The Broadcasting and Telecommunications Legislative Review (BTLR) panel has stated that it does not believe the government should implement a “Netflix Tax,” but that it should be charged a sales tax.
The final report released by the panel has been long-awaited after companies filed their submissions last year. The panel was tasked with reviewing Canada’s communication legislative framework in relation to content creation in the digital age, net neutrality and cultural diversity.
It recommends that online streaming services should be required to devote a portion of their program budgets to Canadian programs.
“We want to be clear that we are not recommending that Canadian content be supported by the so called ‘Netflix Tax’ — charging consumers an extra levy on subscriptions to such services as Netflix,” the review report states.
It says that instead of a Netflix tax, “it is more appropriate to establish a regime that requires such online streaming services that benefit from operating in Canada to invest in Canadian programming that they believe will attract and appeal to Canadians.”
This panel’s approach to streaming services aims to ensure a meaningful contribution to Canadian cultural policy objectives. The report states that this shouldn’t have to lead to higher prices for consumers.
Netflix currently only pays sales tax in Saskatchewan and Quebec.
“The application of GST/HST to foreign online services is a different matter. Consistent with actions taken by some provinces and many other countries, we recommend that sales tax be applied equitably to media communications services provided by foreign online providers,” the report reads.
Doing so will eliminate the disadvantage to competing Canadian providers, according to the report.
Netflix has previously stated that it already does enough in Canada by spending on the production of content in Canada. It has said it will spend at least half a billion dollars over five years to create Canadian content.
“We all have a role to play in supporting the future of film and television being created in Canada,” a Netflix spokesperson told MobileSyrup in response to the BTLR report.
“We look forward to working with the government as it proceeds to modernize Canada’s broadcasting and telecommunications laws. The local industry is flourishing; we will continue investing in made-in-Canada productions and stories, bringing them to the world.”
Universal access to broadband
The panel recommends that an objective to reach universal access to broadband should be enshrined in the Telecommunications Act.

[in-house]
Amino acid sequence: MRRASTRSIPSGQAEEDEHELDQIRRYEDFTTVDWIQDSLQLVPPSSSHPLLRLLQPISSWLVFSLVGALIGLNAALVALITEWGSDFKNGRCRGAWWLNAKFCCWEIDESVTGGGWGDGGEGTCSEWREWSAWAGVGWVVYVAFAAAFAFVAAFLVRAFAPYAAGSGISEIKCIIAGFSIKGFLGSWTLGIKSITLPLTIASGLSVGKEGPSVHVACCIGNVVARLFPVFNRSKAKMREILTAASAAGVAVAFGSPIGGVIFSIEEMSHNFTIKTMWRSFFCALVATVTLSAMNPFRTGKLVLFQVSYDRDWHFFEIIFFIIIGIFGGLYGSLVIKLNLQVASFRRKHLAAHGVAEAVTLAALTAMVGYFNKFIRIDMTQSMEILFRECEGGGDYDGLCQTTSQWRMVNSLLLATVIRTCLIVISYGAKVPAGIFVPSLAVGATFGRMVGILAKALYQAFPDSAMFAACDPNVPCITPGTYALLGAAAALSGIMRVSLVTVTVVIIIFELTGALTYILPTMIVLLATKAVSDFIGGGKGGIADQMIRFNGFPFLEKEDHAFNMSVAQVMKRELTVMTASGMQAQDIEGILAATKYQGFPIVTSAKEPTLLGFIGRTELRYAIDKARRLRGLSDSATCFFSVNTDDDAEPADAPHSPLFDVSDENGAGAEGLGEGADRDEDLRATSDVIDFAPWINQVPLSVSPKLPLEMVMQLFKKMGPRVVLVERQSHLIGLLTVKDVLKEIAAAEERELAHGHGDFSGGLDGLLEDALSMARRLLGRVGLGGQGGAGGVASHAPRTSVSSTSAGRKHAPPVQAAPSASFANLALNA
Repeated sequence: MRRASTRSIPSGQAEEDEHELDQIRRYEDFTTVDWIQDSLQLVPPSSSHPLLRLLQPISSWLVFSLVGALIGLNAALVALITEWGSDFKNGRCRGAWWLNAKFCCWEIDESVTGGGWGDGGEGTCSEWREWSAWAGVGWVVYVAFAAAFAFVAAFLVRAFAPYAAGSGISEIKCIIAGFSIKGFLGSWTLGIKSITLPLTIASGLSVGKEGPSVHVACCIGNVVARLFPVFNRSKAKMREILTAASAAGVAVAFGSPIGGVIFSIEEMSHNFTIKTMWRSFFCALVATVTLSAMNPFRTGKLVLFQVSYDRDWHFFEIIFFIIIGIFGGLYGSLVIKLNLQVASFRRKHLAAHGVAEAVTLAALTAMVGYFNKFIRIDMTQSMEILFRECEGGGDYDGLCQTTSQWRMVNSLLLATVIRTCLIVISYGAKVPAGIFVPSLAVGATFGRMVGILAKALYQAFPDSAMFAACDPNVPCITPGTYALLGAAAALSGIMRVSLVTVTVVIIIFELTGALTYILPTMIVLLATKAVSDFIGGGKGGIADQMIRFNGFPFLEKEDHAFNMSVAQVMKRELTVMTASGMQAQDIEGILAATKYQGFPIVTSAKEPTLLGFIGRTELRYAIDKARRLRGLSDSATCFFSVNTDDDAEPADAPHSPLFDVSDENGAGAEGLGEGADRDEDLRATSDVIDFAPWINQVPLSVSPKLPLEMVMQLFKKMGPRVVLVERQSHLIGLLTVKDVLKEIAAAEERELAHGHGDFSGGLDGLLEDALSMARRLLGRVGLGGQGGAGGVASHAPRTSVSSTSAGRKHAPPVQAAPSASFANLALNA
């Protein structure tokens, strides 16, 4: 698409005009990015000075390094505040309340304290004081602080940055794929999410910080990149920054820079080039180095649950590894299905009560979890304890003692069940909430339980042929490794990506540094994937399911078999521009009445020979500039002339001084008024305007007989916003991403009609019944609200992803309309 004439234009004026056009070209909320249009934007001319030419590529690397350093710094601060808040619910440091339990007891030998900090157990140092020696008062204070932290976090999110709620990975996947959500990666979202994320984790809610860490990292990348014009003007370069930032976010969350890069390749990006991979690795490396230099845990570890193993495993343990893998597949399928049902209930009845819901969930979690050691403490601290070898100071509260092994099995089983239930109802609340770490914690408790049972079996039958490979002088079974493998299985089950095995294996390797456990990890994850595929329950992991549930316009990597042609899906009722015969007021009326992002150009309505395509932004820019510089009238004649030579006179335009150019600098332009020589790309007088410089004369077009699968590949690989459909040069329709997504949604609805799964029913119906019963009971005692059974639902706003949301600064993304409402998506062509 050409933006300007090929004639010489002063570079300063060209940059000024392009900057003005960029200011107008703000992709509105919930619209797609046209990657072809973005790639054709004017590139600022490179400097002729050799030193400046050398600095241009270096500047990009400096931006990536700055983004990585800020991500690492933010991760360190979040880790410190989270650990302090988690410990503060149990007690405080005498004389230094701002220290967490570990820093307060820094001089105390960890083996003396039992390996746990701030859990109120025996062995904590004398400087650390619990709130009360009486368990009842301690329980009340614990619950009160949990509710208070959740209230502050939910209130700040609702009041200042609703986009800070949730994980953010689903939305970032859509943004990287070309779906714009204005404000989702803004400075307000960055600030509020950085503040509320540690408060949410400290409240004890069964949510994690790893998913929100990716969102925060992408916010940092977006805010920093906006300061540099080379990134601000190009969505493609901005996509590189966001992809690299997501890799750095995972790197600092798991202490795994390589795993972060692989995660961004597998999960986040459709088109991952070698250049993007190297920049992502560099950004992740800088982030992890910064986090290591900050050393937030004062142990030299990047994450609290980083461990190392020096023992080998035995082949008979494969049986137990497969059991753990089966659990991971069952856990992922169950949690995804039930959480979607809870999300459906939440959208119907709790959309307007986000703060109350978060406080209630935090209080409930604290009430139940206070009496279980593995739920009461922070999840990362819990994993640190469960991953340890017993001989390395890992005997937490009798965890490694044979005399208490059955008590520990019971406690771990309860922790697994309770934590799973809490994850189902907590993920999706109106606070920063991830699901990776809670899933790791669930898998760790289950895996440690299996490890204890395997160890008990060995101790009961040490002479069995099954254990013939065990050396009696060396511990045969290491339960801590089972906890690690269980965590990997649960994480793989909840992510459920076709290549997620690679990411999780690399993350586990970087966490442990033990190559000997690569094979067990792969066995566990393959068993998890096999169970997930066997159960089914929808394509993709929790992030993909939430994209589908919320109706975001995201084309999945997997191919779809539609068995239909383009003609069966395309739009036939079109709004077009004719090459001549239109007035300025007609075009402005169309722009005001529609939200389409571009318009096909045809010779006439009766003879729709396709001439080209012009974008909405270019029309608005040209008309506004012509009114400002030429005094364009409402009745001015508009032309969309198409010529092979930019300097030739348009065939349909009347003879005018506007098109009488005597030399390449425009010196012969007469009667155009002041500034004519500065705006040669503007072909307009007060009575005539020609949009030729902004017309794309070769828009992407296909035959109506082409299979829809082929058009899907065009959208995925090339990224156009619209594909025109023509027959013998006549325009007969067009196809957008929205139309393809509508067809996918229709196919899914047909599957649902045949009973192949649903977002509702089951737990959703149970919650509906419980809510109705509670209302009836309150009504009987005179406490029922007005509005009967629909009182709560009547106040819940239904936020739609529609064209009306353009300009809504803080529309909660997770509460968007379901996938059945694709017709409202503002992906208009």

It says that the goal of affordability can be reached by continuing to foster competition. This would be done by requiring the CRTC to monitor the state of competition in electronic markets to ensure that rates are just and reasonable.
The goal can also reached by requiring the CRTC to regularly examine the affordability of telecommunications and implement measures to improve affordability when needed.
Additionally, through its recommendations, “more funds would be spent on the objective of universality, since all electronic communications service providers, including Internet service providers, above a revenue threshold to be set by the CRTC, would contribute proportionately to the CRTC Broadband Fund.
Accelerating the roll-out of 5G
The panel says its recommendations will accelerate the roll-out of advanced networks in three ways. First would be by granting access to all forms of public property such as utility poles for passive infrastructure.
Secondly, “a new streamlined approach would be implemented for the approval of an expanded range of telecommunications equipment needed for 5G and other technologies in the future, while continuing to ensure that all devices adhere to security, privacy and accessibility standards.”
Lastly, it says there should be a more policy-oriented approach to spectrum regulation and an expanded regulatory toolkit would include dynamic approaches to assign spectrum.
Reform the CBC
The panel has suggested that the CBC should be transformed into a publicly funded model that is ad-free. It suggests that the CBC should elimiate all advertising from the service, starting with news content.
The “public media institution” would have a new focus to showcase national, regional, local and Indigenous communities. This would happen through the federal government entering into funding commitments with the CBC.
Fundamental changes to the CRTC
In order for these changes to be made, the panel suggests that the CRTC should be renamed to the Canadian Communications Commission because the current name is dated in a world that has moved beyond conventional radio and TV stations.
The report outlines that a renewed CRTC would have a proactive evidence-based orientation that recognizes market distortions and challenges early on and allows consumers to advocate for themselves.
It wants to require the “the CRTC to prepare and publish reports and evidence-based information on key issues and trends. These resources would provide a clear basis for the substantive decisions being taken and the impact they are expected to have.”
Another recommendation is to improve funding for public interest participation and the creation of a Public Interest Committee funded by the CRTC.
In response to the BTLR report, Ian Scott, Chairperson and CEO of the CRTC, stated, “The comprehensive and robust report touches on a number of areas that are critical to our mandate and we are studying the report with great interest. At first glance, it is clear that the panel recognizes that fundamental changes need to occur to fully enable the CRTC to act in the public interest. We look forward to future legislative changes to effectively fulfill our mandate in this new environment.”
Update 01/29/2020 at 4:00pm: Added comment from Netflix regarding the report.